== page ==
Salmonella typhimurium and Escherichia coli cells have two different class I ribonucleotide reductases encoded by the nrdEF and nrdAB operons. Despite the presence of one additional ribonucleotide reductase, the nrdAB-encoded enzyme is essential to the aerobic growth of the cell because nrdAB-defective mutants of both species are not viable in the presence of oxygen, Several factors controlling nrdAB gene transcription have been analysed intensively. Nothing is known about the expression of the nrdEf genes. To study this subject, and after cloning of E. coli nrdEF genes and sequencing of their 5' ends, the promoter of this operon has been identified by primer extension in both bacterial species. The +1 position was 691 bp and 692 bp upstream of the translational start points of the nrdE genes of S. typhimurium and E. coli, respectively. Downstream of the +1 position, and before the nrdE gene, two open reading frames (ORFs) of 81 and 136 amino acid residues are present in both bacteria, The synthesis of a polypeptide with a molecular mass of 9 kDa, corresponding to the first of these two ORFs, was observed by using the T7 RNA polymerase expression system. Comparison of the amino acid predicted sequence of this ORF reveals a significant similarity with glutaredoxin proteins. Competitive, reverse-transcription polymerase chain reaction experiments indicate that transcription from the nrdEF promoter normally takes place in wild-type cells. nrdEF transcription is increased by hydroxyurea, which inhibits class I ribonucleotide reductase activity, in both RecA+and RecA-cells. nrdA(ts) mutants show a higher level of nrdEF transcription than wild-type cells at either the permissive or the restrictive temperature. nrdEF expression was unaffected by changes in DNA supercoiling whether caused by the introduction of either topA ::Tn10 and hns::Tn10 mutations or by the inhibition of DNA gyrase with the antibiotic novobiocin. In contrast to the nrdAB genes, the nrdEF operon is not essential to the cells because nrdEF-defective mutants are viable under both aerobic and anaerobic conditions.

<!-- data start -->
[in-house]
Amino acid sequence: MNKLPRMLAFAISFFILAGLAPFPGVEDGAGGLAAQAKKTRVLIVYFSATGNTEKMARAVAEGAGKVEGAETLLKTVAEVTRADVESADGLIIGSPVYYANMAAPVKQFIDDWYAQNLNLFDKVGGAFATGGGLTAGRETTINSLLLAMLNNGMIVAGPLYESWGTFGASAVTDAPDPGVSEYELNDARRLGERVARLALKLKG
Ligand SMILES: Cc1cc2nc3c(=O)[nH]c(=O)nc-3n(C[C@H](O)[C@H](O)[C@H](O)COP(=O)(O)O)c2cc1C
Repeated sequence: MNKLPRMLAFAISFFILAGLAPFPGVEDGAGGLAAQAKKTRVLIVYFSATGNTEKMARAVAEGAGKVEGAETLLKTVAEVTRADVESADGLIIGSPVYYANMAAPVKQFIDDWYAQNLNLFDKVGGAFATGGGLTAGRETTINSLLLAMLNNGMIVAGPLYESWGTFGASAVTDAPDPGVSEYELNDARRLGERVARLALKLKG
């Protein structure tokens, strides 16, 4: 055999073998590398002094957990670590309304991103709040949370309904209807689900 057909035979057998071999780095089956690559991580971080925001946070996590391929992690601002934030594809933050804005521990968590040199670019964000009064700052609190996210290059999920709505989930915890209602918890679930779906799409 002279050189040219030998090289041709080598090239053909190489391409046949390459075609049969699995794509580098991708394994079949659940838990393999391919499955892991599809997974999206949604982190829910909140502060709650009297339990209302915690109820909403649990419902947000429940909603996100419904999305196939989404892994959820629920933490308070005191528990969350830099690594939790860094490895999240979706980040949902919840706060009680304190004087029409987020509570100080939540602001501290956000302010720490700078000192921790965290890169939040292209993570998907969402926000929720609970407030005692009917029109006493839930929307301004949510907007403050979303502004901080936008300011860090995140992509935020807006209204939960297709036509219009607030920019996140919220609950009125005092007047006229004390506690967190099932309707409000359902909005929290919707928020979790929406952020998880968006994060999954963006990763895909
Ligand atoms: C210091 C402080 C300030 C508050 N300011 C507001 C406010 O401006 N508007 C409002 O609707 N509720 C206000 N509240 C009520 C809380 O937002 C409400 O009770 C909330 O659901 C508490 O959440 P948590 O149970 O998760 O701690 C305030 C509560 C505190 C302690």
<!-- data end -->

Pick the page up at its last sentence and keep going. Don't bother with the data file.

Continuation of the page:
|Publication status||Published - 1 Jan 1996|